(This post is the first in a series on the names of God)
Rodgers and Hammerstein have ruined me.
I’m trying to begin this blog series and all I can think is “Let’s start at the very beginning. A very good place to start…”
But it’s true. The beginning is a good place to start, and if it’s good enough for the author of Genesis (and Rodgers and Hammerstein), it’s good enough for us.
If I had to guess, I would say that aside from John 3:16, Genesis 1:1 might be the most well-known verse in the Bible. In English, it reads, “In the beginning, God created the heavens and the earth.”
Did what? Created the heavens and the earth.
That seems pretty straight forward, so why are we even having this conversation?
Well, for one, we just unaffectedly read a sentence that told us there is a being who can create something from nothing. Pausing long enough to let that sink in should make us lean forward and say, “What. What??”
Have you ever tried to create something from nothing? It’s impossible. I have a friend who devised “hackathons” as part of her job. She and her team would identify problems that need solutions or systems that need to be made more efficient. Then, the hackers were challenged to come up with amazing devices and ideas for the set of problems. Despite all the novel inventions and creative concepts that resulted, none of those geniuses ever ended up synthesizing something from nothing. Even having employed all of their knowledge and skill, the only thing the hackers ever did was rearrange and reorder already existing materials in fresh ways. All human creative endeavors are basically cooking—combining the same set of preexisting ingredients in different ways. Combine the ingredients one way, you get a pancake. Combine them another way, you get a muffin. Either way, though, you didn’t germinate the wheat kernel or lay the egg.
The first chapter and verse of Genesis introduces the One who is responsible for making and ordering all things from nothing. In English we read, “God…” In Hebrew, the name is Elohim.
“In the beginning, Elohim created the heavens and the earth.”
Pronounced el-o-HEEM, this title literally means strength and might and can refer to anything that has great power. When it is used of God in the Bible, it is always applying to God’s creative power and ability to judge that which he created. It is one of the most common names for God in the Bible—everywhere you see “God,” the word being translated is Elohim. So, when recounting the Genesis story of creation and teaching this name to our children, we simply say that Elohim means “Creator.” That’s understandable enough even for littles. (To reinforce this name, a short catechism-type question for young children is, “Who made the heavens and earth?” Teach them to respond, “Elohim, the Creator God.”)
The beauty of the Scriptures is that on one level, they can be understood by anyone, even small children. On another level, they are like the expanse of the universe—endless in what can be explored. Children can understand that God (Elohim) created everything that exists. This is a foundation upon which more understanding can be built.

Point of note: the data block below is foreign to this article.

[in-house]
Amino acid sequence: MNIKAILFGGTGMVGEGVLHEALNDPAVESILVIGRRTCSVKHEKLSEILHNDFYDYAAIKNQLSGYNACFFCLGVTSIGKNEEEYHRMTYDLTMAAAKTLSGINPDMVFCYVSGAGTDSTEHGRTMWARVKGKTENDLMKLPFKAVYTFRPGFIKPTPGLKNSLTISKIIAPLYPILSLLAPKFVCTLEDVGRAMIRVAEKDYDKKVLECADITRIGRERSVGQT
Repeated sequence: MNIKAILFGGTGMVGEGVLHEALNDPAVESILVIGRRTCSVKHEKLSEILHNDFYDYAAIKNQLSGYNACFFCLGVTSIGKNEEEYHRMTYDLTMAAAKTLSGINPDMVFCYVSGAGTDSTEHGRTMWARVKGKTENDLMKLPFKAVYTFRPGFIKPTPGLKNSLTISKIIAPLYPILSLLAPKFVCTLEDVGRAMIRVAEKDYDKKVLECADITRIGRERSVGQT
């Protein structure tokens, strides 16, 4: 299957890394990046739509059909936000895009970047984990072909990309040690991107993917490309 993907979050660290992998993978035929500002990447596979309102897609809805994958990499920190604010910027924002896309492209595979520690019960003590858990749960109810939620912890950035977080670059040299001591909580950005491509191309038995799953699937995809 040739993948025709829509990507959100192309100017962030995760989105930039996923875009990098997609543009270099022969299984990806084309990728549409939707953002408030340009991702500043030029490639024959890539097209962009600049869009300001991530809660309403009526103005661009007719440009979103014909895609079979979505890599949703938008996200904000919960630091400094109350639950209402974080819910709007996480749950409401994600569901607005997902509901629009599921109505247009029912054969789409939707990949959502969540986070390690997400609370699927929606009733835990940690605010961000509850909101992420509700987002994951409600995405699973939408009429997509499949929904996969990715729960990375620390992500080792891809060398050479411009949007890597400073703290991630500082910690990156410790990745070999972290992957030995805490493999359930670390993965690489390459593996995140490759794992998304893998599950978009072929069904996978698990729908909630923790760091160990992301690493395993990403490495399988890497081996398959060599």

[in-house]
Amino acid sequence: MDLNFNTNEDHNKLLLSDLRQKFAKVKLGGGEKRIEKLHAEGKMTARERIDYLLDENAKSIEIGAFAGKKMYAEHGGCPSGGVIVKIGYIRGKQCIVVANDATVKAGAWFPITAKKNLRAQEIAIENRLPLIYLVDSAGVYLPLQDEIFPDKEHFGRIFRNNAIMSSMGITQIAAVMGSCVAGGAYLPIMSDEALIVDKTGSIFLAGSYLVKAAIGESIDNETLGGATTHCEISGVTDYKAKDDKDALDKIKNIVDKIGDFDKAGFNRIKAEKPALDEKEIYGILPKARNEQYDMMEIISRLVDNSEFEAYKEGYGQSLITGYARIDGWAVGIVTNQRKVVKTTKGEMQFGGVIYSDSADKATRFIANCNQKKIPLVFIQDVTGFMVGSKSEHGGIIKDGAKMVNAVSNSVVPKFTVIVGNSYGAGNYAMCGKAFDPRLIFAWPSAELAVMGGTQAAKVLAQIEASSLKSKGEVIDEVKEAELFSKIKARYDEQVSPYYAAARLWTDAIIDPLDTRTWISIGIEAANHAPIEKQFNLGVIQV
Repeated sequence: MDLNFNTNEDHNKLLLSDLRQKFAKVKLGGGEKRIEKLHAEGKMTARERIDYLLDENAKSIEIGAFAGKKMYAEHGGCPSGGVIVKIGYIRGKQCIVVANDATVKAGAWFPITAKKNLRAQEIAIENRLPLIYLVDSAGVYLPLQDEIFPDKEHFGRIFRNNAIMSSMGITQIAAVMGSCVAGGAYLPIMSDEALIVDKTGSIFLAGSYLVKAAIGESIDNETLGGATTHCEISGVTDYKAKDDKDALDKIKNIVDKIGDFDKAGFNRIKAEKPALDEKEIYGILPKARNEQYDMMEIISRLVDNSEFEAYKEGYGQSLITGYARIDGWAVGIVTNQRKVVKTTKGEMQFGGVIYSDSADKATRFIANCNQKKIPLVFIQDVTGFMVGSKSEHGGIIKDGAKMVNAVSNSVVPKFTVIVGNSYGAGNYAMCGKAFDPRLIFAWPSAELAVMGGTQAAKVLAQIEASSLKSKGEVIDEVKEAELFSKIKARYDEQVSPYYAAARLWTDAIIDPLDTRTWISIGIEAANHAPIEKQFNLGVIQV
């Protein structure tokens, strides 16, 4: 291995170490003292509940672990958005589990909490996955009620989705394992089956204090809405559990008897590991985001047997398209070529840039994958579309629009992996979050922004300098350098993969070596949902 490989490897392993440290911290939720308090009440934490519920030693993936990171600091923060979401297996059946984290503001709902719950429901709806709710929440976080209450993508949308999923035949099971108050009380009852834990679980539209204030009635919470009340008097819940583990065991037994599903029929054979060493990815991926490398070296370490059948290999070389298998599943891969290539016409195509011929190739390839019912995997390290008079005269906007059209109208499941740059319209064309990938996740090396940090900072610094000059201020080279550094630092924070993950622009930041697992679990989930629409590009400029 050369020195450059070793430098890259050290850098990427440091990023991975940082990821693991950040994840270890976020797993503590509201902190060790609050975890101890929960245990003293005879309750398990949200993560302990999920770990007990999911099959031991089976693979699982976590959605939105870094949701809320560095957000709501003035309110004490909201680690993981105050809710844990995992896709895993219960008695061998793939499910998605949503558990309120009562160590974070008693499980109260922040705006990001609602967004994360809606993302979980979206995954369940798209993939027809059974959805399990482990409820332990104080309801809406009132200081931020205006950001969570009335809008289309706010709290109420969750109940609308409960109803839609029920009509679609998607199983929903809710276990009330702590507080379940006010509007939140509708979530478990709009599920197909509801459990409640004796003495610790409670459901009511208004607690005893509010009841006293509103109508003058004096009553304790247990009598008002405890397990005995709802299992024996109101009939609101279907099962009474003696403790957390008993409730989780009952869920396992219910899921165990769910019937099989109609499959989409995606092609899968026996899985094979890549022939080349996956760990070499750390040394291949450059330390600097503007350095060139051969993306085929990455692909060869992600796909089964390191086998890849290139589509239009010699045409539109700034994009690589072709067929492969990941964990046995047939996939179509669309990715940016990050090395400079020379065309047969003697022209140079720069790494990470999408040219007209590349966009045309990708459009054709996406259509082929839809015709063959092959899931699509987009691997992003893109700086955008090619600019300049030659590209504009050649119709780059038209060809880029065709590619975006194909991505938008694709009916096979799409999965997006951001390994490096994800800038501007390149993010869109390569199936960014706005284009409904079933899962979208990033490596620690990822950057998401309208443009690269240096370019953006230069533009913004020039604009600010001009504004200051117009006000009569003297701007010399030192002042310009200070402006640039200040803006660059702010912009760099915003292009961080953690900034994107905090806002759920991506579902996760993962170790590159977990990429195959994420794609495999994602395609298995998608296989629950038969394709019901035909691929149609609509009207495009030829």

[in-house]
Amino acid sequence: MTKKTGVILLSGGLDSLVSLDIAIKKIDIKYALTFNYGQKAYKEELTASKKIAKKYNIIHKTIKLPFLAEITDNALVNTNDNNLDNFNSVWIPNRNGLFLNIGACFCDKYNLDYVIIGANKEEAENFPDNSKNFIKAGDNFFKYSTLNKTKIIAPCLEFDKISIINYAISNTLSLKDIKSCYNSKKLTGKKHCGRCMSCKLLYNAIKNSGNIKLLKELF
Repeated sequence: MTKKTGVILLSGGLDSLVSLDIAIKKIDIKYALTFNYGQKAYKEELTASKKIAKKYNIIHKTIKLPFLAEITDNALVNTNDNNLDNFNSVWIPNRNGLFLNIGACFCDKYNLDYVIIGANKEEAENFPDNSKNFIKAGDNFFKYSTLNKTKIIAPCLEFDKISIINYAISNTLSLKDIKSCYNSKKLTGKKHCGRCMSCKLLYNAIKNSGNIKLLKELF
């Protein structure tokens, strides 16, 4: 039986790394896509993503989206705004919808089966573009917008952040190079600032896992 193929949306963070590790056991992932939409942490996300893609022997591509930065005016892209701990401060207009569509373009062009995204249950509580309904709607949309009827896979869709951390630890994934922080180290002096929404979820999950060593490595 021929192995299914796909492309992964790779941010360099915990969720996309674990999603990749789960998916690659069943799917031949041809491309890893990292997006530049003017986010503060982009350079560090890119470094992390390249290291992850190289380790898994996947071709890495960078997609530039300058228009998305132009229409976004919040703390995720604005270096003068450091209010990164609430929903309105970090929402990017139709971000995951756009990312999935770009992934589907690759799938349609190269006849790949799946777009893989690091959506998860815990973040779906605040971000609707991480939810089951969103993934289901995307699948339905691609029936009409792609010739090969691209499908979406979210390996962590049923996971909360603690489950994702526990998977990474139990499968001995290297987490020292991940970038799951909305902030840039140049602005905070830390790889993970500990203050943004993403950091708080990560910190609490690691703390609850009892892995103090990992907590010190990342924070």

For example, as you are expanding your own understanding, meditate upon what is implied by the name Elohim. One who creates has immense knowledge. He exercises wisdom, skill, and craftsmanship. He employs art and beauty. He sets limits and boundaries, determining what is permissible and what is not. He judges the parameters of his creation. All things that are made by him are subject to him. He owns all he makes, and his creation is directed by his will.
Something else you need to know about the name Elohim is that in Hebrew, this title is plural, yet, everywhere this name is used in reference to God, the adjectives and verbs used with it are in the singular tense. What does this to convey to us about the nature of God? (This would be a great question to pose to a small group.)
It’s difficult for our western minds to think the way ancient Hebrews did, so we miss what would be obvious to the original recipients of the Scriptures. By way of broad summary, in Hebrew, a plural name referring to one being carries the idea of quality AND quantity. So, the ONE God is demonstrated to possess indescribable majesty and supremacy. Deuteronomy 10:17, Psalm 136:2, and Daniel 2:47 are good examples.
Indeed, our God is THE Elohim of all other elohim, the mightiest of the mighty.
Another way we can view this plural name used with singular verbs is that from the beginning, God is communicating something about his essential nature. While the opening words of the Bible aren’t explicit about the triunity of God, the intentional syntax seems to hint at what is later fully revealed at the advent of Jesus. Elohim is a unity of diversity, a divine plural oneness.
When studying these names and teaching them to children, I’m asking one question: What difference does this information make? In other words, why is it important to know this aspect of God’s nature, and how should that change the way I think and live? Because if I don’t understand its significance and let it change me, it certainly won’t affect my children.
Here’s why I’ve determined it’s important for me: The One who conceived of and created all things has demonstrated his power, glory, and wisdom. He made me. I am his. He, therefore, deserves my allegiance, my obedience, and my trust. As Elohim he has made covenant to join himself to us and be our God, our Elohim (Jeremiah 31:33). How else can we respond except with thankful praise?
“Elohim, you are My Elohim” (Psalm 63:1), and “My Elohim, I trust in you,” (Psalm 25:2).
How does knowing God as Elohim, Creator and Judge, increase and enhance your awe and worship of God? Leave a comment. I’d love to know!